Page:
Honing A New Feel For Jazz
Yuri Honing, Dutch Saxophonist visits Bangalore and chats with well-known, Bangalorean bass player Prakash KN in a free-wheeling conversation about music, influences, inspiration and more.
Yuri Honing received the Boy Edgar Prijis—Holland’s most prestigious Jazz award. He has performed with Pat Metheny, Christian McBride, Joe Sample, Charlie Haden, Kurt Rosenwinkel and other famous jazz musicians.
And now, he’s touring the globe with his “Acoustic Quartet” and sometimes with a more experimental electric band called “Wired Paradise”.
Born into a family of pianists, Honing grew up practicing the piano. But something happened at age 12. His father gave him a recording of Vladimir Ashkenazy, and Honing decided right then he wouldn’t be able to top that. He gave up on the keys.
Fate had other musical plans in store.
A year later in 1976, holidaying with his folks in Switzerland, they drove downhill towards Montreux, following the sound of music. Finding music coming from everywhere, they reached the casino to find greats like Dexter Gordon, Woody Shaw and Stan Getz hanging out with beautiful woman and having fun drinking and performing back-to-back sets all night—a completely new and different environment to the young Honing. It lasted till four in the morning, the last thing Honing remembers before falling asleep was watching Stan Getz's rendition of the song “Infant Eyes” with Bob James on piano.
Waking up the next morning at 11, he could hear Stan Getz playing from the balcony adjacent to his room… wearing just his bathrobe.
Honing made up his mind right then—he was going to be a horn player.
The next few years were spent in the study of the saxophone. First alto and then tenor, which he believes is the voice of his soul.
And the result, today, “Wired Paradise” brings together influences from Arabic, Latin, Sufi and Rajasthani music mixed with Rock, Funk, Reggae and Pop. Electronic processing is intrinsic to their sound—the guitarist and bassist process their instruments and bring in the electric quality to the sound, (but the sax and drums are clean and unprocessed).
At rehearsals, the musicians work off each other, layering each one’s sounds upon the other, making up the “Wired Paradise sound”. Sometimes they rehearse for months, so they can play together with precision. Honing calls “Wired Paradise” a castle—very hard to get in, very hard to get out.
So it's a band—and a bond between the mates that keeps them together as a team. Speaking as a musician, I can say that no matter how good your sessions musicians might be, it takes the feel to sound like a band.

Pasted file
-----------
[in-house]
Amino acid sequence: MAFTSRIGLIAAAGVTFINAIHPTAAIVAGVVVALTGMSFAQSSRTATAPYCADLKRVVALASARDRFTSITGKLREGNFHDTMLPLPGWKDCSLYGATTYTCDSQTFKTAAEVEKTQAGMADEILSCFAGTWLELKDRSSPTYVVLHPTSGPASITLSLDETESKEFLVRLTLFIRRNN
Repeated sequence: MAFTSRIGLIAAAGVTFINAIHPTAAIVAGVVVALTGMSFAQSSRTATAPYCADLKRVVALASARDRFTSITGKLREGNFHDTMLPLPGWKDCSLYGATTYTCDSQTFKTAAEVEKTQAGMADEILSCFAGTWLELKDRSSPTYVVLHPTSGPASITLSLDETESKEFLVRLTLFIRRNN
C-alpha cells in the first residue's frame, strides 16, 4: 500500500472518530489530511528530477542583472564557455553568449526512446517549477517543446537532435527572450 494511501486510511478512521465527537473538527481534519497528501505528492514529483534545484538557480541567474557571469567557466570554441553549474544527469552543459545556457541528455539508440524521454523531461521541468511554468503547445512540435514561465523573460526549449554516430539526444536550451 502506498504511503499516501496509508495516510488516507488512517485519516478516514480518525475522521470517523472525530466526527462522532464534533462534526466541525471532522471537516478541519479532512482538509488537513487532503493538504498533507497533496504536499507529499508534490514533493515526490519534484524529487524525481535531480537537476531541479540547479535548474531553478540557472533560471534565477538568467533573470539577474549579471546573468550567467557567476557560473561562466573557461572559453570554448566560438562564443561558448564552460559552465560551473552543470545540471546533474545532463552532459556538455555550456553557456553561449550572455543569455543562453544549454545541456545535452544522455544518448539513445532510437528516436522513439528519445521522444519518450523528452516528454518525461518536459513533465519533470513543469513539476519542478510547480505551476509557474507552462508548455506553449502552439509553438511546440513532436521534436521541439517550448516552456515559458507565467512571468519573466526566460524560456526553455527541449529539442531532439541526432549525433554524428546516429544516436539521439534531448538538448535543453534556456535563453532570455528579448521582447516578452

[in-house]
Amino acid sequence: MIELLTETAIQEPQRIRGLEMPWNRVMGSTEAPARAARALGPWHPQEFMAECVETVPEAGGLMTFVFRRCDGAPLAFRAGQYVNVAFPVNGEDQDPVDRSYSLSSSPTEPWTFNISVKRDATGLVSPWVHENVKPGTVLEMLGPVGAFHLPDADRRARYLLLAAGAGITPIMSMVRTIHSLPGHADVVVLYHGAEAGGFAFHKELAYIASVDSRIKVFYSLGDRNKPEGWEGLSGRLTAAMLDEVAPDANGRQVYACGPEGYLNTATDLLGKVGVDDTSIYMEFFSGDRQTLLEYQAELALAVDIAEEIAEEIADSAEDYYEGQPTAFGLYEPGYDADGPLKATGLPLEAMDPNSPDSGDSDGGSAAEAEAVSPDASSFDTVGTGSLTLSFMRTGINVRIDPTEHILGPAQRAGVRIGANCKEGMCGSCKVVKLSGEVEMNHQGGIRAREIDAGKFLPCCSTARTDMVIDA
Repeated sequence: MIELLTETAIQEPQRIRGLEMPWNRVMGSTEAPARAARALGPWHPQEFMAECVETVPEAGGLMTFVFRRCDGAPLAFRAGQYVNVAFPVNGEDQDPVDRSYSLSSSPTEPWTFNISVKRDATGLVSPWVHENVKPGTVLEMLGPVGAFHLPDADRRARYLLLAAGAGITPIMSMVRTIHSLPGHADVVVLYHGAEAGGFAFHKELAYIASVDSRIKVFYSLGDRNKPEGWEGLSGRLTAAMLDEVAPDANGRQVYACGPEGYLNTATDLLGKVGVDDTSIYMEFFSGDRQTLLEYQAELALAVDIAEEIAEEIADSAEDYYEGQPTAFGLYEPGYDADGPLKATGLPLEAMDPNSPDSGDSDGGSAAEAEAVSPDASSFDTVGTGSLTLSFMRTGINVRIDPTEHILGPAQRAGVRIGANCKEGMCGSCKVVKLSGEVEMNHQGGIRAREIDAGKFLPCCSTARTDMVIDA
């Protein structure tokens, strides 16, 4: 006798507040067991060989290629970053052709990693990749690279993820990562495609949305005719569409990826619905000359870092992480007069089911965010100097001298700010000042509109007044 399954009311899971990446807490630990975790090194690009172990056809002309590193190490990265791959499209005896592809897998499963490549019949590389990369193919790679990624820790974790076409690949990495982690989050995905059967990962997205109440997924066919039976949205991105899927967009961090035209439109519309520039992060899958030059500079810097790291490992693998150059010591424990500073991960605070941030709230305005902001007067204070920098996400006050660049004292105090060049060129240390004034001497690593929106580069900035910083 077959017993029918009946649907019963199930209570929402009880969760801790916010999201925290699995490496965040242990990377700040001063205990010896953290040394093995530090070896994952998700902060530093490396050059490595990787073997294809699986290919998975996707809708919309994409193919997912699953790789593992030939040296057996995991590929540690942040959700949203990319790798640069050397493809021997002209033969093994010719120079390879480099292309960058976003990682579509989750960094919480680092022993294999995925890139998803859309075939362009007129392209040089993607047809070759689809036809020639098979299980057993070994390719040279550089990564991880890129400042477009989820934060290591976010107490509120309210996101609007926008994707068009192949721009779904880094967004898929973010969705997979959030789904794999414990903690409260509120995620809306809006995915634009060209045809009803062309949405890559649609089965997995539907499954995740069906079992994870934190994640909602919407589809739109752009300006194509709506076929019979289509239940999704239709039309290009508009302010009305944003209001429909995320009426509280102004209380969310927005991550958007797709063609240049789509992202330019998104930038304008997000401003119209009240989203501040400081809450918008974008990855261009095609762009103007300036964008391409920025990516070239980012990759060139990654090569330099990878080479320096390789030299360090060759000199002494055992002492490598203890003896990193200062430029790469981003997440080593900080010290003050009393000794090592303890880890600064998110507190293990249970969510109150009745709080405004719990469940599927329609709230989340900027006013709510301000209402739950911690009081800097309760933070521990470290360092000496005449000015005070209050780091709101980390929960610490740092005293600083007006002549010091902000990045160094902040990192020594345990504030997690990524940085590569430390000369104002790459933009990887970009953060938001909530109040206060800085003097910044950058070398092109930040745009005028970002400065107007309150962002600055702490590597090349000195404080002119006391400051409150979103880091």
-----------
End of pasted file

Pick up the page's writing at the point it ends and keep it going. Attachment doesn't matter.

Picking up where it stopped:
Yuri Honing Wired Paradise group has performed for audiences all over the world, some of the best gigs being in South America, Japan, Korea, Germany, South Africa, U.K and the Arab countries, Israel being his latest one, including Egypt, Syria, Lebanon and Iran. Honing’s influences come not only from the music from these different places, but their culture too… the environment, people, the food and everything, like its one big soup of sound.
One of the fun gigs he recalls was at Skopje, Macedonia, where they performed on a working day but yet, the audience would not leave. Encore performances resulted in the gig ending at 5 am and he wonders if anyone of them went to work the next morning.
Honing’s “Acoustic Quartet” is a classic jazz line up of piano, upright bass, drums and saxophone. But the resemblance to jazz ends there. An open sound with lots of spaces, the influence is from pre WWII, when jazz was less complex in harmony and form. It was the popular and dance music of the time.
Musicians often like playing fast solos. The audience digs these too, but it takes a mature musician to transcend technical skill and keep audiences hooked with slower, more melodic lines—not unlike using a few, meaningful words than a rushed, diatribe—and without being slave to technicalities like complex rhythms and scales.
Honing says he is a singer first. His iPod has more than 600 albums but right now, he is into Elbow, Blonde Redhead, P J Harvey, Foo Fighters to name a few. But being a big baroque music fan, his day is not complete without listening to Bach for an hour.
Playing the club circuit in Bangalore and Pune, Honing is looking forward to playing at the International Jazz festival in Goa and Calcutta.
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